What does Knox have to offer?

<p>So I've read the website. I know about the rankings and faculty-student ratio. But if I send my D to Knox, what are we going to get in return? It's hard to get a sense of that from these sources, and traveling to Knox from the east coast just to find that out is out of the question. Travel expenses are one of the drawbacks to Knox, as is the absence of a nearby graduate school and university hospital (she wants to major in neuroscience). Knox is a midwest school about which I know nothing that separates it from the other midwest LACs.</p>

<p>So can you tell me why I would want to send D to Knox? She's interested as well in linguistics, languages, art history, and the environment. She's intellectually curious, interdisciplinary in her approach, and fairly social. She enjoys giving herself to others and working in groups.</p>

<p>What's the lowdown on the food, dorms, Galesburg, research opportunities, laboratory equipment, language labs, science research funding, etc.? Tell me please what you can, because the information that's available about Knox is inadequate for my purposes. Thanks.</p>

<p>My daughter is currently looking at Knox too and we have made one visit. She really wants to attend. The students are really friendly and it seems like a close knit campus. Sorry I don’t know much about the sciences there but it seems like they are really into environmental issues. I think they have a good record for grads continuing on to grad school. My daughter likes the idea of the trimester schedule. They start school late, get a long winter break, and get out in early June which is different from most college’s schedules. There is a lot of information on their website too. I would recommend also liking their facebook page. They post things every day and I have learned a lot from that. Also, their student newspaper is award winning and you can read it online at [The</a> Knox Student | Student-written, student-run, student-read since 1878. Student-programmed since 2007.](<a href=“http://www.theknoxstudent.com%5DThe”>http://www.theknoxstudent.com). It has lots of good information about what campus life is like and current issues. I did notice on the website there is an organization and clubs page. It lists the student contacts for each one so it might be a good way to touch base with some students. The buildings are a mixture of old and new but it seemed like everything was taken care of. We weren’t real impressed with the dorms but we did not see them all. I know there are quite a few choices. Everything on campus is fairly close together. They are redoing the Alumni Hall building now. I think it will be finished this school year. Galesburg seems a little rough but there are lots of shops within walking distance and I think it is very safe. We are going to revisit again soon.</p>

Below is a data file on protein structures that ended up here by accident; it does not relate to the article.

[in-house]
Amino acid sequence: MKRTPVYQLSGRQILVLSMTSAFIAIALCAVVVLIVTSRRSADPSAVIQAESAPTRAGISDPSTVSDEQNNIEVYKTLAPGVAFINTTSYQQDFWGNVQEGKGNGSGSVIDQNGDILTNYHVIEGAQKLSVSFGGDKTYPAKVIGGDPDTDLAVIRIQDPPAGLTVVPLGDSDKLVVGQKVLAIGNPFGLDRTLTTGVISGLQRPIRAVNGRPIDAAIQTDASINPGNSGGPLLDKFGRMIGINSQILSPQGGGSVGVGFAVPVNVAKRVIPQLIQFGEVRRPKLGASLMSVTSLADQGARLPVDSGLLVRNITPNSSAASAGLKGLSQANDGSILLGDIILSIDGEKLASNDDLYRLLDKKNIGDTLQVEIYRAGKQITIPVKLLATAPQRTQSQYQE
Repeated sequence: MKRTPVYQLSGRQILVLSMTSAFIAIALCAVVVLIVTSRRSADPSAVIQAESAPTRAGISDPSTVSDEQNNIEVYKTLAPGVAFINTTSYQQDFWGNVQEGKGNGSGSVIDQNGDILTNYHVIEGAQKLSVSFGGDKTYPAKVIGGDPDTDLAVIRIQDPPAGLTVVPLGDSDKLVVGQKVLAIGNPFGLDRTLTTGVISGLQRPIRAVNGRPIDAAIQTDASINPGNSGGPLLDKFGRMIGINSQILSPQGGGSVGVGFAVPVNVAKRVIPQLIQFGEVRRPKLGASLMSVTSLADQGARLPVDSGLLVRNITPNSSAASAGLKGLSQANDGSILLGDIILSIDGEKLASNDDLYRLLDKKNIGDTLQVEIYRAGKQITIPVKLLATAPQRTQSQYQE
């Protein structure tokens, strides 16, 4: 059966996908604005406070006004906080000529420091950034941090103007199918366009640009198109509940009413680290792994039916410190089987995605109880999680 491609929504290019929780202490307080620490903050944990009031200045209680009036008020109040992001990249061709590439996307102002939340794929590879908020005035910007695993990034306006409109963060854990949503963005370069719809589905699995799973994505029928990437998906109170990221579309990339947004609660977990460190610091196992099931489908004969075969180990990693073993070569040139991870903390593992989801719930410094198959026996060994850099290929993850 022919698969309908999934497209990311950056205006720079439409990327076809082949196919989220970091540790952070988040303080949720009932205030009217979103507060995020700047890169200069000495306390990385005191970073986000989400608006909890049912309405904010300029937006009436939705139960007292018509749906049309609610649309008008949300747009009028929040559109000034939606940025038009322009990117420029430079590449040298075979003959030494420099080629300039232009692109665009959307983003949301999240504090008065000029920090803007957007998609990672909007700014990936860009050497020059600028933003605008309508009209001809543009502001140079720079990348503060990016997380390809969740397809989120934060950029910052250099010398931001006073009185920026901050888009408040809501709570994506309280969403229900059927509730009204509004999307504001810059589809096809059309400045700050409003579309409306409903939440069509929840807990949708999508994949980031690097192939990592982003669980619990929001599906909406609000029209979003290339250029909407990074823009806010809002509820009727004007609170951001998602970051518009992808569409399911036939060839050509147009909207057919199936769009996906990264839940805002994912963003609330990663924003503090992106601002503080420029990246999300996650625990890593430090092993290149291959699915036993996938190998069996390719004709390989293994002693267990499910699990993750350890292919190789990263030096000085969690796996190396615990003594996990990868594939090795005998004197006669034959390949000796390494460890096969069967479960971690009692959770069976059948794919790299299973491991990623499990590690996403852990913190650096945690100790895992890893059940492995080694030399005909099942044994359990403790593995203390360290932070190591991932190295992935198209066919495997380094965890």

<p>I’ll try to answer some of your questions jkeil911. First, we are from NY and, yes, the commute from NY to Knox sucks, there’s no two ways about that! My daughter is a sophomore and we have tried a number of different approaches - I think we’ve settled on her getting a ride to the Chicago airport from one of the many kids who live around Chicago and then she flies home to NY. There’s also the Amtrak but then you need to get from downtown Chicago to the airport, there’s a shuttle from the Galesburg campus to the Peoria airport or the Quad Cities airport but that’s a double plane ride. The good news about the commute is that it’s infrequent because of the trimester system. They start school in September and don’t return until a few days before Thanksgiving (missing the airport rush) and don’t return back to Galesburg until January 2. There is a one week vacation in March and last year my daughter went to a friend for the week and we flew out to Chicago to meet up with her for a day just to say “hi.” (Flights from NY to Chicago are inexpensive off peak.) Then they’re home in June until September again. But the commute is the only true negative with Knox, IMHO. I’ve been told that if there are enough students who need to fly out of Chicago they would arrange a shuttle bus but that’s not the case right now.</p>